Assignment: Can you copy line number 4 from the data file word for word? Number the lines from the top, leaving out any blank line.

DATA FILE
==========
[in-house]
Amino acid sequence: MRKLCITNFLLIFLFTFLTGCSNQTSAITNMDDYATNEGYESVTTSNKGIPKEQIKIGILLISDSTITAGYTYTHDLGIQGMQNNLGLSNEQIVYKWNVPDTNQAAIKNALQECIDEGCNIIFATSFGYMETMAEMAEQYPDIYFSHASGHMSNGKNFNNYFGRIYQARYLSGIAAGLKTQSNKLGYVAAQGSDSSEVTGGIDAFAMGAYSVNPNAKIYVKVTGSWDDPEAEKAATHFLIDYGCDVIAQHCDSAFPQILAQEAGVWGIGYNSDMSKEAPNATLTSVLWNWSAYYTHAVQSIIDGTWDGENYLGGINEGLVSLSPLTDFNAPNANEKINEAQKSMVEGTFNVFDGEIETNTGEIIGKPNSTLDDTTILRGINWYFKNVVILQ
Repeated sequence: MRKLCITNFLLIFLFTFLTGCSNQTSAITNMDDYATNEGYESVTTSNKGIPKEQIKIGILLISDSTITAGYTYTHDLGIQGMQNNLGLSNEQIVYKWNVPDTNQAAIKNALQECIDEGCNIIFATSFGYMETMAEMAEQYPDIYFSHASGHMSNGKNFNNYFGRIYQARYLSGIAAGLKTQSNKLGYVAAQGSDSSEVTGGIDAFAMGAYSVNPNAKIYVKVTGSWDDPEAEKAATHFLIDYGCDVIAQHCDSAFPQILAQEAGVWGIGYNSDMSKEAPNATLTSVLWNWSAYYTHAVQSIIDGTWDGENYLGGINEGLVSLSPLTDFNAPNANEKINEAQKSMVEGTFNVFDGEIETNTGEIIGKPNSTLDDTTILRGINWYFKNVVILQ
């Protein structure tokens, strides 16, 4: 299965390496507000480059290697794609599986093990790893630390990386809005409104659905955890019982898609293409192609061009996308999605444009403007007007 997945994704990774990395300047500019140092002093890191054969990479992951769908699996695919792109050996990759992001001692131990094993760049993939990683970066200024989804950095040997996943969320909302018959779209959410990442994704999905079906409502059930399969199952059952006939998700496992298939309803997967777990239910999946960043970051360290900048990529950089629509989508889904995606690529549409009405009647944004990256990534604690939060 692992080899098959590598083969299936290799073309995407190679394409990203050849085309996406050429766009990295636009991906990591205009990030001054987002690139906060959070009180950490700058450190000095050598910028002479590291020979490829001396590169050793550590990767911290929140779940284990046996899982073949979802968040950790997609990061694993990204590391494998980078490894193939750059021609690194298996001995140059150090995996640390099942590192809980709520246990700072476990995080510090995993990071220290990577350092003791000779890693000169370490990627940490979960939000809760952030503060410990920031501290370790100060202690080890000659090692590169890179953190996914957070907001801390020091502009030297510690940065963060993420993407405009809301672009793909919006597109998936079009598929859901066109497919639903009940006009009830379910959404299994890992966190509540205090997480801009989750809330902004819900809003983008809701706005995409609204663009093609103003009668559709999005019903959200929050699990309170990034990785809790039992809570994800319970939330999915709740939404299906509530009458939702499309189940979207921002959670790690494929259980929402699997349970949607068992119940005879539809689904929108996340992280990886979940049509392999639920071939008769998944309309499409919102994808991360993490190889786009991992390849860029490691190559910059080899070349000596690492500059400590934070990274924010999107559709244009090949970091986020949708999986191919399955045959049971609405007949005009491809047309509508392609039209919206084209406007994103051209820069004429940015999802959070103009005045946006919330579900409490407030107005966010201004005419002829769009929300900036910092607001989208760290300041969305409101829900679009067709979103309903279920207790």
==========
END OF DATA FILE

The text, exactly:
């Protein structure tokens, strides 16, 4: 299965390496507000480059290697794609599986093990790893630390990386809005409104659905955890019982898609293409192609061009996308999605444009403007007007 997945994704990774990395300047500019140092002093890191054969990479992951769908699996695919792109050996990759992001001692131990094993760049993939990683970066200024989804950095040997996943969320909302018959779209959410990442994704999905079906409502059930399969199952059952006939998700496992298939309803997967777990239910999946960043970051360290900048990529950089629509989508889904995606690529549409009405009647944004990256990534604690939060 692992080899098959590598083969299936290799073309995407190679394409990203050849085309996406050429766009990295636009991906990591205009990030001054987002690139906060959070009180950490700058450190000095050598910028002479590291020979490829001396590169050793550590990767911290929140779940284990046996899982073949979802968040950790997609990061694993990204590391494998980078490894193939750059021609690194298996001995140059150090995996640390099942590192809980709520246990700072476990995080510090995993990071220290990577350092003791000779890693000169370490990627940490979960939000809760952030503060410990920031501290370790100060202690080890000659090692590169890179953190996914957070907001801390020091502009030297510690940065963060993420993407405009809301672009793909919006597109998936079009598929859901066109497919639903009940006009009830379910959404299994890992966190509540205090997480801009989750809330902004819900809003983008809701706005995409609204663009093609103003009668559709999005019903959200929050699990309170990034990785809790039992809570994800319970939330999915709740939404299906509530009458939702499309189940979207921002959670790690494929259980929402699997349970949607068992119940005879539809689904929108996340992280990886979940049509392999639920071939008769998944309309499409919102994808991360993490190889786009991992390849860029490691190559910059080899070349000596690492500059400590934070990274924010999107559709244009090949970091986020949708999986191919399955045959049971609405007949005009491809047309509508392609039209919206084209406007994103051209820069004429940015999802959070103009005045946006919330579900409490407030107005966010201004005419002829769009929300900036910092607001989208760290300041969305409101829900679009067709979103309903279920207790």